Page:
An Investigation of Shallow Ground-Water Quality Near East Fork Poplar Creek, Oak Ridge, Tennessee

U.S. Geological Survey, Water-Resources Investigations Report 88-4219

by John K. Carmichael

This report is available as a pdf below


Alluvial soils and fill materials in and near the floodplain of East Fork Poplar Creek in Oak Ridge, Tennessee, are contaminated with various trace metals (primarily mercury), organic compounds, and radionuclides that were lost to the stream as a result of past operations at the Y-12 Plant, a nuclear-processing facility located within the U.S. Department of Energy’s Oak Ridge Reservation. Observation wells were installed in the shallow (above bedrock) aquifer in and near the floodplain of East Fork Poplar Creek and water-quality samples were collected to determine if contaminants found in the soils and fill are also present in the shallow ground water.

The shallow aquifer in the East Fork Poplar Creek flood plain consists primarily of alluvial silt and clay with lesser amounts of sand and gravel. Thickness of the shallow aquifer ranges from essentially zero to as much as 20 feet. A silty-clay glei horizon is present between the base of the alluvium and the top of bedrock at most flood-plain locations and, where present, likely impedes downward ground-water movement.

Water in the shallow aquifer near East Fork Poplar Creek occurs under water-table conditions. Recharge to the shallow aquifer is principally from precipitation, and discharge is through springs and seeps to East Fork Poplar Creek and its tributaries. During spring, summer; and fall, evapotranspiration also accounts for the removal of water in storage in the shallow aquifer.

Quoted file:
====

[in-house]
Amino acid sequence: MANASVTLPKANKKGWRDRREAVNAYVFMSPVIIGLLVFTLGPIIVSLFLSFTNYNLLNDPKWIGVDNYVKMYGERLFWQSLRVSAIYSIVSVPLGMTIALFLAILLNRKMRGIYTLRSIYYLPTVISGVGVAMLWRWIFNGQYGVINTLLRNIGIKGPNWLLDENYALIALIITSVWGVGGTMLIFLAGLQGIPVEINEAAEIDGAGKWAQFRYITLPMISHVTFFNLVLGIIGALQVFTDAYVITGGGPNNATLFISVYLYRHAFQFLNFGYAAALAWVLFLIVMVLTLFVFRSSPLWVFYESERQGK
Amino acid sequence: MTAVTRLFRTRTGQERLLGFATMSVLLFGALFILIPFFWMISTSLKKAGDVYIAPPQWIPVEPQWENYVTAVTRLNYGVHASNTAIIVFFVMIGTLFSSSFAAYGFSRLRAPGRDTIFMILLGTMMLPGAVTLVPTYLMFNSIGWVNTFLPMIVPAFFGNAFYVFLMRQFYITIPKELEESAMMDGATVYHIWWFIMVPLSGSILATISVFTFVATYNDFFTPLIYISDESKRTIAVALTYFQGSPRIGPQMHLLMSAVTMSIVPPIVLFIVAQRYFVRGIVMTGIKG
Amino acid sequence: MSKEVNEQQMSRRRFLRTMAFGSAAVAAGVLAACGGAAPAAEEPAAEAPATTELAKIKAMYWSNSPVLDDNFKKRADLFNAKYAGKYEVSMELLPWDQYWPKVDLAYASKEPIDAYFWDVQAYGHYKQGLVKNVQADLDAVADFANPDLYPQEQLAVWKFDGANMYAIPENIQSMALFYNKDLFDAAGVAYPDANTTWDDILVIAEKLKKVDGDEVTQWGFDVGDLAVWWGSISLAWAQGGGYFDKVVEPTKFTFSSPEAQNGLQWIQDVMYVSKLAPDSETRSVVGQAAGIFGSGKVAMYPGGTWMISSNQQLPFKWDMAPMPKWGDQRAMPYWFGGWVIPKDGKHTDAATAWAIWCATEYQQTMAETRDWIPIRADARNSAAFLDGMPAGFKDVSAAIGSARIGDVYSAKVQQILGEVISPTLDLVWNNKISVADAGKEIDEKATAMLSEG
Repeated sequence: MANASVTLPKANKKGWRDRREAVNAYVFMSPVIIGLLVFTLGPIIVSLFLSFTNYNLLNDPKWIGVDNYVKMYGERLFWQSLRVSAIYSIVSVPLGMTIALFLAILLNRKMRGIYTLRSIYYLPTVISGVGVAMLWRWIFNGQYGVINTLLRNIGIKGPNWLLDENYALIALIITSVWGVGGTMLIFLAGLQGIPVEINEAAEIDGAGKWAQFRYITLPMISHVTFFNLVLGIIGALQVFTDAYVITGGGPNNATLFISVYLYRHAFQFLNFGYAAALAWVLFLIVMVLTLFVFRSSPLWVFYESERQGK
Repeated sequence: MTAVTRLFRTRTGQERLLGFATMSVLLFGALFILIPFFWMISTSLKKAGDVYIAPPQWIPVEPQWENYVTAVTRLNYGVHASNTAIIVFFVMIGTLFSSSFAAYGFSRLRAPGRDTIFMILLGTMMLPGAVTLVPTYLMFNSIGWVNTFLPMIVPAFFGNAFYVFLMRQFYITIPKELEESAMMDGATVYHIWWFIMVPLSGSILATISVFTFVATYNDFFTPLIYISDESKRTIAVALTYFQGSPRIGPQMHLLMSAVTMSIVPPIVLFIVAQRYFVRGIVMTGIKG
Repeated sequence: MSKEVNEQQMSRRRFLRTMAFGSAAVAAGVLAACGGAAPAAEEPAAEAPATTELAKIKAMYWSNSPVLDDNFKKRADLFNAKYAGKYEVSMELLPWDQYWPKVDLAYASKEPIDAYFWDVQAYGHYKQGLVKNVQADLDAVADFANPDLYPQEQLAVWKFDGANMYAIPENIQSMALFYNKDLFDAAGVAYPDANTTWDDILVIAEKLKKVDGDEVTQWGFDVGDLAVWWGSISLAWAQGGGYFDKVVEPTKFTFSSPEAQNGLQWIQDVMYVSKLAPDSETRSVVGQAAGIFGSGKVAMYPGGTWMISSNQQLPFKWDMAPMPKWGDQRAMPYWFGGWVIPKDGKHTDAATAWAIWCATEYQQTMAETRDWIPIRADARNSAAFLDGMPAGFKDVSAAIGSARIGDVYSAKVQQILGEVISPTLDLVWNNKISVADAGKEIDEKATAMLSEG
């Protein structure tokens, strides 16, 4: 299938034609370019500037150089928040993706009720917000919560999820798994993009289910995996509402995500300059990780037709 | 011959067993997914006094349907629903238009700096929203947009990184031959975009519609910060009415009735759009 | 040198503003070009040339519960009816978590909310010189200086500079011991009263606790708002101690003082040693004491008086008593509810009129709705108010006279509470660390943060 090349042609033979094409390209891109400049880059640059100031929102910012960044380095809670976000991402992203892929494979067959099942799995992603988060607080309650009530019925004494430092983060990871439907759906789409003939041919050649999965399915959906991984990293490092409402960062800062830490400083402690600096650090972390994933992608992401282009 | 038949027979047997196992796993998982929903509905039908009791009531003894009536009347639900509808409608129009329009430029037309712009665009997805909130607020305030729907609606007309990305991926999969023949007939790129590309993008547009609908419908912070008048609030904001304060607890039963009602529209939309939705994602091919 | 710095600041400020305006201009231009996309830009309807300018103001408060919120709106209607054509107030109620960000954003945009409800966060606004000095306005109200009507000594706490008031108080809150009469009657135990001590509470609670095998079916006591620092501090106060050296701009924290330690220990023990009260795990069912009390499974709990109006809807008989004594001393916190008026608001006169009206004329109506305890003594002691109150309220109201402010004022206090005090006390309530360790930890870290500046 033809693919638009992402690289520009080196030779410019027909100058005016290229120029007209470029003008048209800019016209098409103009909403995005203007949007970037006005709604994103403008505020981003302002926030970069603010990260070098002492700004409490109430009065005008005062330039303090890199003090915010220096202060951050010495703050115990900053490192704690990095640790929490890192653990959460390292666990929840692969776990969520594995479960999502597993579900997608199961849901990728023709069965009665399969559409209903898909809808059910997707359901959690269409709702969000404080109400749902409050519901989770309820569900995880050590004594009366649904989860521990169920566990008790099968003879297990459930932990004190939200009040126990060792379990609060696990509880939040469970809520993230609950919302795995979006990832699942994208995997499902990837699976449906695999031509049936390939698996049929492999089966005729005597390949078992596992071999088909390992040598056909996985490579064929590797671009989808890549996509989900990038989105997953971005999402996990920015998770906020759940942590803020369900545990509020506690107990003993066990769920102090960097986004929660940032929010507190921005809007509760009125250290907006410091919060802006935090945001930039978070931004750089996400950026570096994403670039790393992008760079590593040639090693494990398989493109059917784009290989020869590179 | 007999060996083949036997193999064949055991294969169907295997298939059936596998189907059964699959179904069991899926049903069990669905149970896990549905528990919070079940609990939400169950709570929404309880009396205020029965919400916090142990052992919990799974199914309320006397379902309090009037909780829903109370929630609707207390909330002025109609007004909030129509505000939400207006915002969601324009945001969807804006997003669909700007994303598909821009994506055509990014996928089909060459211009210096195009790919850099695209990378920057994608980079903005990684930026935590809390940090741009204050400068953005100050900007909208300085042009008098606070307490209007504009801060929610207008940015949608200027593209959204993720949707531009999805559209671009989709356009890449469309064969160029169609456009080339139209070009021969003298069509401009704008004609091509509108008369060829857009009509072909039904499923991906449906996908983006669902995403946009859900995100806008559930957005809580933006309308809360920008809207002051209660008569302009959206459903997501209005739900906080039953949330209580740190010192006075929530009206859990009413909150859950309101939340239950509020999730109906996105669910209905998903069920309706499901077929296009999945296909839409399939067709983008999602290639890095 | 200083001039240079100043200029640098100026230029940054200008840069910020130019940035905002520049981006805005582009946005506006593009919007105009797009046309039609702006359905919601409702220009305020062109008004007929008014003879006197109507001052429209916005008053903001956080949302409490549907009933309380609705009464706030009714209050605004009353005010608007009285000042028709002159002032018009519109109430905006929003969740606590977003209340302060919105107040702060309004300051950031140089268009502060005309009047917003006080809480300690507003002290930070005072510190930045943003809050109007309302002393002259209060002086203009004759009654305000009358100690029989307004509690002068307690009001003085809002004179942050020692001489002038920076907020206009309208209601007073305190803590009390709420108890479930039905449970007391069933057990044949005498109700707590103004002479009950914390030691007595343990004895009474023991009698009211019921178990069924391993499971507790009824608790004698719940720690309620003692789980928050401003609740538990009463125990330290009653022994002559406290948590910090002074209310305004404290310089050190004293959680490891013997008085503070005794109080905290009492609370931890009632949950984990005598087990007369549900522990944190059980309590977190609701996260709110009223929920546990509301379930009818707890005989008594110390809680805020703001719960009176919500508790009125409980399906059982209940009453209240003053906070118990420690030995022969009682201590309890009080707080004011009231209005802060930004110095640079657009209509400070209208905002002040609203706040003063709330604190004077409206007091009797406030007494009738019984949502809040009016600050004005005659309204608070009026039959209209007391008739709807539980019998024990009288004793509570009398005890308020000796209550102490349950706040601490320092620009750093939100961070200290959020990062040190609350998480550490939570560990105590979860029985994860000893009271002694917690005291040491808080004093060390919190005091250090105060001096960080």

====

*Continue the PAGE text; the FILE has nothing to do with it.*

Water levels in the shallow aquifer fluctuate seasonally in response to variations in recharge and evapotranspiration. Generally, the depth to water in the observation wells ranged from about 1 to 4 feet below land surface in late winter, and from about 2 to 7 feet below land surface in late fall. During extremely dry periods, the water table recedes below the top of bedrock in some flood-plain areas, possibly causing East Fork Poplar Creek to lose water to the shallow aquifer along some reaches.

Contaminants found in water samples collected from several of the observation wells in concentrations (total and (or) total-recoverable) which equaled or exceeded drinking-water standards established by the U.S. Environmental Protection Agency are antimony, chromium, lead, mercury, selenium, total phenols, and strontium-90. Total and dissolved uranium concentrations exceeded 1.0 microgram per liter in samples from nearly 70 percent of the wells in the East Fork Poplar Creek flood plain. Organic compounds that were identified in low concentrations in samples from a few wells in the flood plain are: Arochlor 1260, benzo(a)anthracene, benzo(b)fluoranthene, chrysene, 3,3-dichlorobenzidine, di-n-butylphthalate, N-nitrosodiphenylamine, and pyrene. Water from one well in the East Fork Poplar Creek flood plain at a contaminated fill site contained 37and 8 micrograms per liter of trichloroethene and trans-1,2-dichloroethene, respectively.

Comparison of the results of total and (or) total-recoverable trace-metal determinations with those from dissolved determinations demonstrates that elevated concentrations of these substances in water collected from several of the wells in the East Fork Poplar Creek flood plain resulted from sorption of trace metals (and possibly organic compounds and radionuclides) by fine sediment suspended in the samples. The occurrence of contaminated sediment in these samples is suspected to be the result of borehole contamination during well installation.

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